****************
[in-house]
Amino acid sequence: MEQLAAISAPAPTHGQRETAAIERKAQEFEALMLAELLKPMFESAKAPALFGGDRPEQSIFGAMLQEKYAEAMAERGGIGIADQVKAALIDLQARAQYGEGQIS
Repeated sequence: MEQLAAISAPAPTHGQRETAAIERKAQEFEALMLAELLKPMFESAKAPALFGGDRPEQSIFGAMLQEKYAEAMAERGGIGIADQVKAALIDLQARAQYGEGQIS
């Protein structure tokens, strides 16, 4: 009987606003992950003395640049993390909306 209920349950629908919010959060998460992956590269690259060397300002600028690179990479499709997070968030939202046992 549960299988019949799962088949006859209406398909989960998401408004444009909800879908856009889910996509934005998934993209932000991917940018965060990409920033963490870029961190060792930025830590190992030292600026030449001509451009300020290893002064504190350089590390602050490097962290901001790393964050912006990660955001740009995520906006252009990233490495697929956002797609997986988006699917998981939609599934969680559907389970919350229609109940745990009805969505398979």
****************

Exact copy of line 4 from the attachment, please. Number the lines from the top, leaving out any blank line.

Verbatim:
């Protein structure tokens, strides 16, 4: 009987606003992950003395640049993390909306 209920349950629908919010959060998460992956590269690259060397300002600028690179990479499709997070968030939202046992 549960299988019949799962088949006859209406398909989960998401408004444009909800879908856009889910996509934005998934993209932000991917940018965060990409920033963490870029961190060792930025830590190992030292600026030449001509451009300020290893002064504190350089590390602050490097962290901001790393964050912006990660955001740009995520906006252009990233490495697929956002797609997986988006699917998981939609599934969680559907389970919350229609109940745990009805969505398979």